2016, a year for National Renewal

2016, a year for National Renewal


Next Thursday – January 7th 2016 – Sinn Féin will begin our commemorative year of events to mark the centenary of the 1916 Rising. The first of these will take place in the Mansion House where the first democratically elected Irish parliament, Dáil Éireann, met and pledged it’s allegiance to the Republic proclaimed in Easter 1916.

The Mansion House event will be a celebration of the lives and dedication and struggle of the men and women of 1916 and of subsequent generations. It will encompass music and theatre and speeches and will set the context for that historic period and its implications for today.

We are on the eve of a momentous year. This time a hundred years ago, republican men and women in all parts of this island and beyond were planning the overthrow of the  in Ireland. It was a huge undertaking. The British Empire was at the height of its political and economic power. It was the biggest empire the world had ever seen. It’s colonies stretched across every inhabited continent and held hundreds of millions of people in subjection. They were the object of exploitation and repression.

Ireland was Britain’s first colony. But despite hundreds of years of occupation, of brutality and famine there remained a deeply held desire for freedom. This yearning was given shape by the republican philosophy of the late 18th century and the rebellion of 1798. At its core was and is a belief that all people are sovereign and equal. That people are citizens, not subjects. And that people have certain rights for living, including the right to food, to water, to a home and work and to health and education, and a decent environment.

Society must reflect the entirety of its people, not part of them. Why should gender or race or class or skin colour or creed give one group of human beings the ability to deny others of their full rights as citizens.

The men and women who participated in the 1916 Rising envisaged a Republic, where people had fundamental rights, not arbitrary privileges; where there was equality, not elitism; where there was unity, not partition and division. These beliefs were given expression in the Proclamation. That historic document is a clear statement of intent for an all-Ireland republic built on foundations of civil and religious liberty, social justice and equality for all citizens. It remains the guiding template for modern republicanism.

In April 1916 the Rising and the Proclamation of the Republic at the GPO rocked British imperialism to its core. It inspired liberation movements across the globe and over subsequent decades it successfully rolled back colonialism leading to the freedom of many nations and hundreds of millions of people.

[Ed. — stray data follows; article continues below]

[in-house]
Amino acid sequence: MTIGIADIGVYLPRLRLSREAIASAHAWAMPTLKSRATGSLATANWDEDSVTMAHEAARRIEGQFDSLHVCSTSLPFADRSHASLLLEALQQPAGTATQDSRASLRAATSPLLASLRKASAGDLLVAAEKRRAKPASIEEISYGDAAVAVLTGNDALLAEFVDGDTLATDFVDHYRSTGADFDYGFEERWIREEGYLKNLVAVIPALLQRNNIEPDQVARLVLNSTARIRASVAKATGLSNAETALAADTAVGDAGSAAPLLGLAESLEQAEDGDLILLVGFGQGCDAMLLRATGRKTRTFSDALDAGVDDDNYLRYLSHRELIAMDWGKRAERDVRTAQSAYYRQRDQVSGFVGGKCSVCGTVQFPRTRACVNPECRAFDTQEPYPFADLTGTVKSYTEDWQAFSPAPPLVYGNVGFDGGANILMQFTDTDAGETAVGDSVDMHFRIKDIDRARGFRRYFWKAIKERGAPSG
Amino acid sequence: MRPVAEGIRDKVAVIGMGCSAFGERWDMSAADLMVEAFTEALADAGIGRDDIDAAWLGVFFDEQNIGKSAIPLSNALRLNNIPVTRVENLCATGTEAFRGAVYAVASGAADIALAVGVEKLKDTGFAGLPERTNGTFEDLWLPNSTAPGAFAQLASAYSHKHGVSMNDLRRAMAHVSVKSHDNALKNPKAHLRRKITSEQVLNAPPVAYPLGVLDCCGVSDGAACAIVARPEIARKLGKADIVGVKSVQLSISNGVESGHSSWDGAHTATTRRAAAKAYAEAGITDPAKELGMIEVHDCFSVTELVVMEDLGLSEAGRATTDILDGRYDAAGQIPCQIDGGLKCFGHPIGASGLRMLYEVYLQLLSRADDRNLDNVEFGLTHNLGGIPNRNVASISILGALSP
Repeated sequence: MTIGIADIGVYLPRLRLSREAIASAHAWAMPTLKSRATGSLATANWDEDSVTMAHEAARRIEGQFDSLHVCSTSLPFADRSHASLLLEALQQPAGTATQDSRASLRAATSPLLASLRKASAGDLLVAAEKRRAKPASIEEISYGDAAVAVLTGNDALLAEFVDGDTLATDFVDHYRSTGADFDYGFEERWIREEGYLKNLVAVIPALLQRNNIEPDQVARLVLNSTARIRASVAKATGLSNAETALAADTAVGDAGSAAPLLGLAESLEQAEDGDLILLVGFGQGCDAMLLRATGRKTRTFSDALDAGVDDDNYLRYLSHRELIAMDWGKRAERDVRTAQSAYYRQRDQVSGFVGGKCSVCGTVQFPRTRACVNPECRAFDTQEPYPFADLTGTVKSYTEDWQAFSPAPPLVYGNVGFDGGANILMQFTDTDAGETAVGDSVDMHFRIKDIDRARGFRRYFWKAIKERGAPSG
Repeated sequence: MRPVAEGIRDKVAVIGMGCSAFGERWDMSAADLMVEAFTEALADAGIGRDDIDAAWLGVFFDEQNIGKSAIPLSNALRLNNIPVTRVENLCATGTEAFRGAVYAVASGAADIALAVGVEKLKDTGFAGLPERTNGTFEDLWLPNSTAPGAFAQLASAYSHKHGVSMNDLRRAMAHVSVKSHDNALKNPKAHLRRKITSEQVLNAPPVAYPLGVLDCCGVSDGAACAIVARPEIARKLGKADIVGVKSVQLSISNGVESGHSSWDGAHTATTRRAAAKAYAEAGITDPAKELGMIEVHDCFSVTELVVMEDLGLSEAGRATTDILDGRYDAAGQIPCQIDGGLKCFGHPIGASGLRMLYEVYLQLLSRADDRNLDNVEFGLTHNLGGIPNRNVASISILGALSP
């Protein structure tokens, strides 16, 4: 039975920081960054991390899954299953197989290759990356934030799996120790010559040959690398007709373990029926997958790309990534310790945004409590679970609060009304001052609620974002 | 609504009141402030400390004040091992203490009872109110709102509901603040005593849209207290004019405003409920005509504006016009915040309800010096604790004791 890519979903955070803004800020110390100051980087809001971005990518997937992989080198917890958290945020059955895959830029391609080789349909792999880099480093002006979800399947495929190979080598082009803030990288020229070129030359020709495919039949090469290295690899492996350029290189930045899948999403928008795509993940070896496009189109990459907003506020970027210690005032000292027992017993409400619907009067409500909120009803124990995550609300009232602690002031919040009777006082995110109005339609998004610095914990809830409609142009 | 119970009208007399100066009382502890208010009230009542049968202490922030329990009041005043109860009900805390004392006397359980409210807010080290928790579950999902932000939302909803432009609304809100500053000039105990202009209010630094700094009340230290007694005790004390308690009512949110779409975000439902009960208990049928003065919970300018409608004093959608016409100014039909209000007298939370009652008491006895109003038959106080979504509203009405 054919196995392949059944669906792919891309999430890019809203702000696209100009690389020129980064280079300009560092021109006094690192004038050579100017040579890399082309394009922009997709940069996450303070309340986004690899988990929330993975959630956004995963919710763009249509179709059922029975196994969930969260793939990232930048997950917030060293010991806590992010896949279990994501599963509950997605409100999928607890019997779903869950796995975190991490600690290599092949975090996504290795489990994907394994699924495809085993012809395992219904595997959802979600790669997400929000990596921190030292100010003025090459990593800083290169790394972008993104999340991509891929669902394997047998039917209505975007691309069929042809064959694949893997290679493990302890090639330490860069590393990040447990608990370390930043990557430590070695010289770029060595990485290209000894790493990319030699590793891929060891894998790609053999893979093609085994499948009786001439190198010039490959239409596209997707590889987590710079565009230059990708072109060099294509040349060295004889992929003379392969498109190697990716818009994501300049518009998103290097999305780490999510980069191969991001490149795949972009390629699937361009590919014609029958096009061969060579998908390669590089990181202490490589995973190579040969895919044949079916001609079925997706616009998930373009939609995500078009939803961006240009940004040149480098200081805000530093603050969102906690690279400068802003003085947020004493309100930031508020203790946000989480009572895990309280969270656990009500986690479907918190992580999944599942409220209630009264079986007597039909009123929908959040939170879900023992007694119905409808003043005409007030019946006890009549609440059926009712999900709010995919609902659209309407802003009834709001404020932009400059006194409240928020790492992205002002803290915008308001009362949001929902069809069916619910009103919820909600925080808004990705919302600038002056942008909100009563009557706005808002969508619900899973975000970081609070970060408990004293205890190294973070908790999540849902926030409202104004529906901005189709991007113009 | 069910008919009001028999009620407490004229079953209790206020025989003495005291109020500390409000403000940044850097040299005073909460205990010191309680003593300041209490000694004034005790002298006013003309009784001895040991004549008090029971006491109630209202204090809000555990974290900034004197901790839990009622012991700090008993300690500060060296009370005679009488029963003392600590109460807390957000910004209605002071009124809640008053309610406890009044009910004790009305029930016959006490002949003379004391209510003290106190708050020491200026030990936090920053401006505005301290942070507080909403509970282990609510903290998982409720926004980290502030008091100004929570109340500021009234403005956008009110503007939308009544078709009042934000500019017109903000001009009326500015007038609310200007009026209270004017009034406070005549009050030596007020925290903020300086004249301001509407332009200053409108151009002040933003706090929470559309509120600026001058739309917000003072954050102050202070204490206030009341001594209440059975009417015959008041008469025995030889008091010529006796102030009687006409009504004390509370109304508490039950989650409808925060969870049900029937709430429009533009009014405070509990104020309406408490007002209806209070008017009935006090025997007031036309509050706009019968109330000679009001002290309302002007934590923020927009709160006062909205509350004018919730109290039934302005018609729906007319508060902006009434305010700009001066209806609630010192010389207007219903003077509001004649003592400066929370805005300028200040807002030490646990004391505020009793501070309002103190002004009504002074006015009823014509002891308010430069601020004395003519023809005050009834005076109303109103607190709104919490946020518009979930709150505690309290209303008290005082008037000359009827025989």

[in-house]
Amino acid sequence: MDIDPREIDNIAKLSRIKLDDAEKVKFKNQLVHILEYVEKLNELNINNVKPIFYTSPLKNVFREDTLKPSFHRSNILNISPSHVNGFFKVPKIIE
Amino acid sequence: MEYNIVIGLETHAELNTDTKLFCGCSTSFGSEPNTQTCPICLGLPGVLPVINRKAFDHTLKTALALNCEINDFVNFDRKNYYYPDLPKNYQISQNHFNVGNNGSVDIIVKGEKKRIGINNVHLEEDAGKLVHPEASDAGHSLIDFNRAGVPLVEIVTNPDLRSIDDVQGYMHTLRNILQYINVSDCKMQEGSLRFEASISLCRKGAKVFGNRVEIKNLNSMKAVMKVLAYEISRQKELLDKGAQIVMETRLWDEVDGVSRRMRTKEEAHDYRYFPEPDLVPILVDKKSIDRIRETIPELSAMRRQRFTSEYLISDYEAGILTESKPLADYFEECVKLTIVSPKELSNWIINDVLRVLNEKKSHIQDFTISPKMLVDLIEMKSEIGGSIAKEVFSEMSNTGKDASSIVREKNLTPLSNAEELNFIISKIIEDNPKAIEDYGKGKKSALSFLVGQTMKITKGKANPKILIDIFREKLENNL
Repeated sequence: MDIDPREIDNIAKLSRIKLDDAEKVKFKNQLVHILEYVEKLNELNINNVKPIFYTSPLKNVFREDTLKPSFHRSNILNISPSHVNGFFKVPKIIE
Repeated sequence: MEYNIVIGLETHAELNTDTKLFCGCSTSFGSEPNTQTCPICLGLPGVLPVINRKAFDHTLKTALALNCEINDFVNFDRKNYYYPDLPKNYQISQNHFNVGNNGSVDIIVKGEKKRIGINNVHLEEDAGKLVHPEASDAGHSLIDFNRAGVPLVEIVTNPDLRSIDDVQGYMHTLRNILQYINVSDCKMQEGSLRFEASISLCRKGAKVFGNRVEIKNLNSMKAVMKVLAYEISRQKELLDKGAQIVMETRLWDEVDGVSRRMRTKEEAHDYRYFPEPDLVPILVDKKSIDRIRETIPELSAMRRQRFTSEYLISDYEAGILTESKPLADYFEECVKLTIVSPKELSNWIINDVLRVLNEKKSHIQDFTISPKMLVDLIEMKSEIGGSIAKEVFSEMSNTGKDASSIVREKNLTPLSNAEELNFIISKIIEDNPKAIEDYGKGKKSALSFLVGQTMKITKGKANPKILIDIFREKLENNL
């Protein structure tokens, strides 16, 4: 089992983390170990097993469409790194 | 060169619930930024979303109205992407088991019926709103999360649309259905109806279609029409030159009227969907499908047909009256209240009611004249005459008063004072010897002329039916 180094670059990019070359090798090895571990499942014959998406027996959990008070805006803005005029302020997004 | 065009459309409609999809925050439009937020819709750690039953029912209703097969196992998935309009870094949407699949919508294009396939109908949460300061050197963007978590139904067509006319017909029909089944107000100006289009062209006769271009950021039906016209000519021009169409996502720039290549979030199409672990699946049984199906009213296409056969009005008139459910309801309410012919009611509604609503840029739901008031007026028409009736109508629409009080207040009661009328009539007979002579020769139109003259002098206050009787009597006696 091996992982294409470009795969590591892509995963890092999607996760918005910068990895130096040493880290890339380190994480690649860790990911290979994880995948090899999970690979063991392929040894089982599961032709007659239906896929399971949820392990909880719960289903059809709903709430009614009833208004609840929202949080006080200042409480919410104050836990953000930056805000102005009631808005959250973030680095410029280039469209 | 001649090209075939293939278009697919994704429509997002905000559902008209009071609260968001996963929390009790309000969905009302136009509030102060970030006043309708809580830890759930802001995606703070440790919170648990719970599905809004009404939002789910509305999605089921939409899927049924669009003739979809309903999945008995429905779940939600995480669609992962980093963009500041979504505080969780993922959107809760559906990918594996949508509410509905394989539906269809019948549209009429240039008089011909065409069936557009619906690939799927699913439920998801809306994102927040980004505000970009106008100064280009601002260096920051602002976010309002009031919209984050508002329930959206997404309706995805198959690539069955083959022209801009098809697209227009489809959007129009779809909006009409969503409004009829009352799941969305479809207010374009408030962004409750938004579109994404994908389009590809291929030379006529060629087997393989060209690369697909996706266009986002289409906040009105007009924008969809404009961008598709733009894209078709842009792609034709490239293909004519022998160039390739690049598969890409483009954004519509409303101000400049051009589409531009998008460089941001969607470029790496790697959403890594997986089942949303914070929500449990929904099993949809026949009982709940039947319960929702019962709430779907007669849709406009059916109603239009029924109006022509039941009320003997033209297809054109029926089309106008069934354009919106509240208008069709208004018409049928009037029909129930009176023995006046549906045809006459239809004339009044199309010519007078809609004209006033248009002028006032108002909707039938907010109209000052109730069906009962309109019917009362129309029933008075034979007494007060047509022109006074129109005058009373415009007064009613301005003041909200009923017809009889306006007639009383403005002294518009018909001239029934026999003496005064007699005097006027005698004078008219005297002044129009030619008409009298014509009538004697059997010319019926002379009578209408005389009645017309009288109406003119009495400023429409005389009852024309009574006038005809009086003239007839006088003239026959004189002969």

Regrettably there was a counter revolution which succeeded in partitioning the island and witnessed the creation of two conservative states. The freedom won by those who gave their lives in 1916 and in other periods has been squandered by those who attained political power on their backs. Consequently, we still don’t have that Republic; we still lack equality, fundamental rights, unity and sovereignty.

But as Padraic Pearse said to those who sentenced him to death at his court martial on the eve of his execution; “You cannot conquer Ireland. You cannot extinguish the Irish passion for freedom. If our deed has not been sufficient to win freedom, then our children will win it by a better deed.”

The Centenary year is a unique opportunity for a step change in the struggle to achieve Irish freedom and positively transform Irish politics and society.

2016 is also an election year North and South and Sinn Féin will stand candidates on a progressive republican and anti-austerity platform across this island.
In the South, citizens will have an important opportunity to get rid of this bad Fine Gael/Labour Government whose tenure has been marked by destructive austerity policies which have deepened social inequality.
Sinn Féin is committed to delivering a fair recovery by working towards a progressive, republican government.
In the North we will continue to stand up for working families, vulnerable citizens and the development of the economy and public services.
The recent Fresh Start Agreement allows the political process and institutions to proceed on a new and stable basis.
Sinn Féin is committed to resolving the issues of the past, supporting victims of the conflict and promoting reconciliation and healing.
We will continue to campaign for the return of more political powers and economic levers from London to the island of Ireland.
But the greatest safeguard against Tory misrule in the north and the austerity politics of the conservative parties in the south is the peaceful ending of partition and the building of an agreed, united Ireland a real republic.
In this important year, working together, the people of Ireland can make important steps towards a genuine republic and a citizen-centred, rights based society.

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